After calculating CLV, It’s important to check each of the metrics above individually and verify which ones are bringing CLV up or down.
Other methods even take into account metrics such as mailing costs, marketing costs per customer per year, average discount rate, and acquisition response rate. That is the model adopted by the Harvard Business School, which built an online calculator for CLV.
If you want to check a real-life example of LTV calculation, marketing entrepreneur Neil Patel build an infographic that shows LTV calculation for Starbucks customers.
To properly manage customer lifetime value, your company should be aligned with four basic principles:
One of the challenges companies face in monitoring CLV is that much of their data is often stored in silos. Historically, businesses relied on CRM systems to monitor and calculate CLV. Nowadays, though, there are many more systems and touchpoints that can be monitored to add value to this indicator.
However, marketers don’t always have access to the data they need to drive effective change. According to the Criteo Study, 31% of marketers point out poor integration between systems as a factor that hampers their ability to increase CLV. Another 45% of respondents call out cross-device tracking as a barrier, while a further 37% simply aren’t able to measure it.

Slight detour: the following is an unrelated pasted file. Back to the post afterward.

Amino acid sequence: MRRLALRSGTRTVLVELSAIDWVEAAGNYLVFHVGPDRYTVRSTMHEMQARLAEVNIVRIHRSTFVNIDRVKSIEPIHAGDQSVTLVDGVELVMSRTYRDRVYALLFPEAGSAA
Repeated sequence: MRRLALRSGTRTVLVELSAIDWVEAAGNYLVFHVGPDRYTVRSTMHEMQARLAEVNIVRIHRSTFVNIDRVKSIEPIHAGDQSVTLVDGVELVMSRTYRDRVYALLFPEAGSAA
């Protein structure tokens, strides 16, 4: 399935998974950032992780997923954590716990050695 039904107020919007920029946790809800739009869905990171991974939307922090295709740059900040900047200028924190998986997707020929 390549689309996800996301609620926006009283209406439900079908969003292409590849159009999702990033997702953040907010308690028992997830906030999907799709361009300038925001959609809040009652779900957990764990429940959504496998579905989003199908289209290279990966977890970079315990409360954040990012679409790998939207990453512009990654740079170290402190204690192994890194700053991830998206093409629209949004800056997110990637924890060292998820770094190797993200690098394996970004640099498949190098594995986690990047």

When relating CLV management to high-touch technology, customer data platforms CDPs can:
So you have tracked key metrics, calculated your customer’s lifetime value and incorporated technology to assist you in your lifecycle marketing strategy. What now?
It’s time to get hands on and work on customer value maximization. You might choose to focus on improving purchase frequency or profit margin, for instance. It all depends on your business and objectives.
But remember: CLV maximization has to walk side by side with customer experience, so always consider customer journey in an integrated way – from the first contact to customer relationship management -, rather than narrowly focusing on a specific metric or channel.
Some tips to constantly improving your customer lifecycle include:
Monitor your industry: compare your KPIs to the averages from your industry to determine which ones you need to focus on. Prioritize weaker KPIs to maximize lifetime value.
Share useful content: Put some effort in sharing useful, engaging, search-engine-optimized content, just so your company will be shown more frequently when customers search online.
Remove friction from the purchasing stage: Make sure your ordering and payment systems are intuitive, simple, and only require necessary data. The fewer steps your customer has to take to complete a purchase, the better.
Encourage brand advocacy: Encourage loyal customers to share their experiences via online surveys, review websites, or discounts for referring friends.
Now that you realize the importance of Customer Lifetime Value and Lifecycle Marketing, you can get better at using it effectively, while also saving money and time.
If you’d like to know more about how Arena’s CDP can help your company beyond CLV, click here to get in touch with one of Arena’s consultants.